The social-networking site implies that the suspension of the accounts that belittled the French president disregarded the site's parody and spam rules.
A France-based digital-rights group says Twitter removed four Sarkozy-esque accounts after the French president opened his own account last week.
YouHaveDownloaded.com links BitTorrent downloads to IP address at French president's residential palace. Sarkozy is a strong proponent of anti-piracy legislation.
After a self-described extremist went on a hate crime-fueled killing spree, President Sarkozy announces it is now illegal to frequent Web sites that promote terrorism or hate.
The United States denies it was involved in any attack on the French government, calling it a top ally.
The European government proposes levying a tax on Internet-based tech companies that make mass amounts of revenue with online advertising.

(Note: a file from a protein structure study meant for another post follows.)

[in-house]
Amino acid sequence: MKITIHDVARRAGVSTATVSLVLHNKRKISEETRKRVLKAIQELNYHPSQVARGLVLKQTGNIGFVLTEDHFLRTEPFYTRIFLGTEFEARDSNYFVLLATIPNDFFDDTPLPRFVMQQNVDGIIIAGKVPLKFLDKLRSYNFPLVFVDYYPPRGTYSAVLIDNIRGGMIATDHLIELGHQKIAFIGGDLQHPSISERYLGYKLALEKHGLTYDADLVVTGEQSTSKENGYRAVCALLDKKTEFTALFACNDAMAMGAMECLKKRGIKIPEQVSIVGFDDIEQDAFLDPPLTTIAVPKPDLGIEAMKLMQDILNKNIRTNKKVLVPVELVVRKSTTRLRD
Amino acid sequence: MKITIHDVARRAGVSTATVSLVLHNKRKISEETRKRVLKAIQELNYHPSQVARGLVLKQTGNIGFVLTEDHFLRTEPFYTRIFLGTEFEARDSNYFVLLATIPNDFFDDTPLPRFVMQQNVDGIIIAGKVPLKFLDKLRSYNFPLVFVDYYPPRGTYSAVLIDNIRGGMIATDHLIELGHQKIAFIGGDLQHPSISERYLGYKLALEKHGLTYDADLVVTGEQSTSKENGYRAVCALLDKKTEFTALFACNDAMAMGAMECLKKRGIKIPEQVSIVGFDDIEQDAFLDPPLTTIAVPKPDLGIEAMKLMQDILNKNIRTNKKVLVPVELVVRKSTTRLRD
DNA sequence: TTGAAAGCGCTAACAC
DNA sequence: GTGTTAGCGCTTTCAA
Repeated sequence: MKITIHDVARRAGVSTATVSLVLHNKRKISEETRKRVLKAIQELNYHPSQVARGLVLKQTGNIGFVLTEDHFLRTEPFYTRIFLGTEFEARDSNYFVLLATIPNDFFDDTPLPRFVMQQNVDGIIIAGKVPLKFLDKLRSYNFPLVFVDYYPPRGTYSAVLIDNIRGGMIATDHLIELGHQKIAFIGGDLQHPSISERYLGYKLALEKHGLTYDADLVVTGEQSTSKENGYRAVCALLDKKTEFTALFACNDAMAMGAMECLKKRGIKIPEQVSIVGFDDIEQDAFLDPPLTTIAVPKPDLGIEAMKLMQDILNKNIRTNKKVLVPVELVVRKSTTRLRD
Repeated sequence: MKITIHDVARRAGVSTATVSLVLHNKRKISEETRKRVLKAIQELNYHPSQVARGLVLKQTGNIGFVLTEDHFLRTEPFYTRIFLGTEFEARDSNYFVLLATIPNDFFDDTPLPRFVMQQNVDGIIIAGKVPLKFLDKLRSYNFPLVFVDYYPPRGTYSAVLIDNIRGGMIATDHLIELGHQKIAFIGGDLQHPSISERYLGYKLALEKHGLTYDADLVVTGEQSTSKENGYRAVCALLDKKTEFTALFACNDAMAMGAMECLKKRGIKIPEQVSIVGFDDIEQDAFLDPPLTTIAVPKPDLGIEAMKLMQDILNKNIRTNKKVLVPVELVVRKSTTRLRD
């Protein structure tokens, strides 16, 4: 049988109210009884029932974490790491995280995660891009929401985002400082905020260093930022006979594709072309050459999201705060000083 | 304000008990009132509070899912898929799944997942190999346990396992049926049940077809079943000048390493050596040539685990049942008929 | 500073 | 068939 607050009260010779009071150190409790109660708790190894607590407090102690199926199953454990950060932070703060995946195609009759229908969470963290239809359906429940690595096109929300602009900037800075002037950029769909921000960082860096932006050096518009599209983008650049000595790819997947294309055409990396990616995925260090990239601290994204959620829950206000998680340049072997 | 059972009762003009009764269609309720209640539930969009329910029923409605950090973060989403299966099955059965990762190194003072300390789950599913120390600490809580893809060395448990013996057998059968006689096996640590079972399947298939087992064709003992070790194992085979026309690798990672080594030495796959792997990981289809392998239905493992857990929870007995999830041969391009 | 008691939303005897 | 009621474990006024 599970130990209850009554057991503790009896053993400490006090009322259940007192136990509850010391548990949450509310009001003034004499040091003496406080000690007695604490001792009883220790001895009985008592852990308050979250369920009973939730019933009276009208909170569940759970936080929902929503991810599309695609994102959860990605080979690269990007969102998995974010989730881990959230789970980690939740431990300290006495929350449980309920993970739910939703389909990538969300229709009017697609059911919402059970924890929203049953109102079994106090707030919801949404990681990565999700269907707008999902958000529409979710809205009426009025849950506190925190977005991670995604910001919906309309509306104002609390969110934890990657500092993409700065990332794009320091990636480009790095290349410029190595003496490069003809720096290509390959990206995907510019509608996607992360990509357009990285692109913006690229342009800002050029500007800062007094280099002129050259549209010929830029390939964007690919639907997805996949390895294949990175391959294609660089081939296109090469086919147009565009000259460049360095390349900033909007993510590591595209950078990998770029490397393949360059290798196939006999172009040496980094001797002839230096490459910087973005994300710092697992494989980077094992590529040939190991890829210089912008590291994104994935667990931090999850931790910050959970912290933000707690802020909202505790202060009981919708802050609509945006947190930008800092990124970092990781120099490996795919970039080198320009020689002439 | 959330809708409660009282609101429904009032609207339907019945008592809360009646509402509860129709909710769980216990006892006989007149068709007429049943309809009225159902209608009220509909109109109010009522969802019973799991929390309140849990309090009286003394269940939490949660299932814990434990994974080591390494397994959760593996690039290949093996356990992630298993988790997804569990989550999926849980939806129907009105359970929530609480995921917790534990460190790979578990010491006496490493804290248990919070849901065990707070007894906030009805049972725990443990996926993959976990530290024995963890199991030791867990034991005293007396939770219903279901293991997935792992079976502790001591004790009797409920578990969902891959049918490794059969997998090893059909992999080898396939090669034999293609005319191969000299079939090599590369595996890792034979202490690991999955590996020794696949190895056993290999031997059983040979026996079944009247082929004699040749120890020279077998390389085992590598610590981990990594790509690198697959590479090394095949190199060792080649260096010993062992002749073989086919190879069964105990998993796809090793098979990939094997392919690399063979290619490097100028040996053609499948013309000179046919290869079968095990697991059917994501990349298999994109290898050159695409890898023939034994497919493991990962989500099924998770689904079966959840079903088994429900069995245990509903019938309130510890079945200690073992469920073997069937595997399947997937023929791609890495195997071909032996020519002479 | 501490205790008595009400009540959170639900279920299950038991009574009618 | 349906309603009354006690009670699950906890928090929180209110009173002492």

The country implements the ban over concerns about a promotion involving posting images of the prophet Muhammad. Facebook has taken a more conciliatory approach.
Not long after a list of pro-copyright proposals stirred controversy, France's president says he supports an investigation of Google as well as a tax on search engines.
Reporters Without Borders issues its annual compilation of bad actors--of which there are many--but also notes the positive impact of the Arab Spring.
A man is ordered to pay fine for failing to secure his Internet connection, which was used to pirate copyrighted songs. Hey, what happened to the U.S. version of graduated response?